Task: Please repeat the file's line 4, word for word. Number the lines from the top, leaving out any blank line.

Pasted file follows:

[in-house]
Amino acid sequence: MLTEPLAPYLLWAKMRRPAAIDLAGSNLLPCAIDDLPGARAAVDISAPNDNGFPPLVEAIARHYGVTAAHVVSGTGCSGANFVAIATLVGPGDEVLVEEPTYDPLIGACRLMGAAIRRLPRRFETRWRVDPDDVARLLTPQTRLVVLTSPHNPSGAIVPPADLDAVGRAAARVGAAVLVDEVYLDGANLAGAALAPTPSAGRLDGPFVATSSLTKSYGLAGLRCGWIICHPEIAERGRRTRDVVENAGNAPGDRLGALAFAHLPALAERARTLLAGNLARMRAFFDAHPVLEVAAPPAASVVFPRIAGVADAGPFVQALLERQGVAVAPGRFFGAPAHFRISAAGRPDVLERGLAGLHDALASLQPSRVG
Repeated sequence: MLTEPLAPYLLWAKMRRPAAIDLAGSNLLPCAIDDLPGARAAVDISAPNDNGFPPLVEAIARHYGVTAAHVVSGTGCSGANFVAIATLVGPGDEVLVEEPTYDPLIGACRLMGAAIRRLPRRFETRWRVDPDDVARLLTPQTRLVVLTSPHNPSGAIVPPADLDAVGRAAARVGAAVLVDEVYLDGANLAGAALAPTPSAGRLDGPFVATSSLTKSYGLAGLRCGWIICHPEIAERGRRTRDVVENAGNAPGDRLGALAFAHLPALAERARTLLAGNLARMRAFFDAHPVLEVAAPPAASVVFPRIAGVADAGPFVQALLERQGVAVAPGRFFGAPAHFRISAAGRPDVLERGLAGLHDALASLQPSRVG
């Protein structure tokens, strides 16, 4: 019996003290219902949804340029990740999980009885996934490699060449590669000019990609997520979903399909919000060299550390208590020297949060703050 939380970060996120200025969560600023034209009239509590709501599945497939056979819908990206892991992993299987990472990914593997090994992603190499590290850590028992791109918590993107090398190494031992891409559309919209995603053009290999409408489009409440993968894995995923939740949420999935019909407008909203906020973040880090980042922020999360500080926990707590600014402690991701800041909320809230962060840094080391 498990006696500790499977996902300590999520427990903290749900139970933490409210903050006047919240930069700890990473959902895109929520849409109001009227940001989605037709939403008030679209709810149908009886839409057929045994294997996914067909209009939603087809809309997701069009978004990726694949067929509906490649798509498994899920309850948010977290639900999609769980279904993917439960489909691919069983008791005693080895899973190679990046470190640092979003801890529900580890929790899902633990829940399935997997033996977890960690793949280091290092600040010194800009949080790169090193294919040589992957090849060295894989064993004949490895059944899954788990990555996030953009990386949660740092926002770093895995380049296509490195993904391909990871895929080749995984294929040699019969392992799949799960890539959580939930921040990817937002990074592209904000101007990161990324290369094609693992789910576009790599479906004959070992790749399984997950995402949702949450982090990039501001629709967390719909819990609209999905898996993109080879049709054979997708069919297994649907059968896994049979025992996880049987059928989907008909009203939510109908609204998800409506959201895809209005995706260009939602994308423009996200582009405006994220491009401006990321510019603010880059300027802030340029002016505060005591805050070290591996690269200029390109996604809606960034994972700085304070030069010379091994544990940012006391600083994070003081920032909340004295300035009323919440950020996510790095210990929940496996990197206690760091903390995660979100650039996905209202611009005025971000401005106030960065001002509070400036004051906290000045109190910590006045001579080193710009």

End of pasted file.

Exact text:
């Protein structure tokens, strides 16, 4: 019996003290219902949804340029990740999980009885996934490699060449590669000019990609997520979903399909919000060299550390208590020297949060703050 939380970060996120200025969560600023034209009239509590709501599945497939056979819908990206892991992993299987990472990914593997090994992603190499590290850590028992791109918590993107090398190494031992891409559309919209995603053009290999409408489009409440993968894995995923939740949420999935019909407008909203906020973040880090980042922020999360500080926990707590600014402690991701800041909320809230962060840094080391 498990006696500790499977996902300590999520427990903290749900139970933490409210903050006047919240930069700890990473959902895109929520849409109001009227940001989605037709939403008030679209709810149908009886839409057929045994294997996914067909209009939603087809809309997701069009978004990726694949067929509906490649798509498994899920309850948010977290639900999609769980279904993917439960489909691919069983008791005693080895899973190679990046470190640092979003801890529900580890929790899902633990829940399935997997033996977890960690793949280091290092600040010194800009949080790169090193294919040589992957090849060295894989064993004949490895059944899954788990990555996030953009990386949660740092926002770093895995380049296509490195993904391909990871895929080749995984294929040699019969392992799949799960890539959580939930921040990817937002990074592209904000101007990161990324290369094609693992789910576009790599479906004959070992790749399984997950995402949702949450982090990039501001629709967390719909819990609209999905898996993109080879049709054979997708069919297994649907059968896994049979025992996880049987059928989907008909009203939510109908609204998800409506959201895809209005995706260009939602994308423009996200582009405006994220491009401006990321510019603010880059300027802030340029002016505060005591805050070290591996690269200029390109996604809606960034994972700085304070030069010379091994544990940012006391600083994070003081920032909340004295300035009323919440950020996510790095210990929940496996990197206690760091903390995660979100650039996905209202611009005025971000401005106030960065001002509070400036004051906290000045109190910590006045001579080193710009």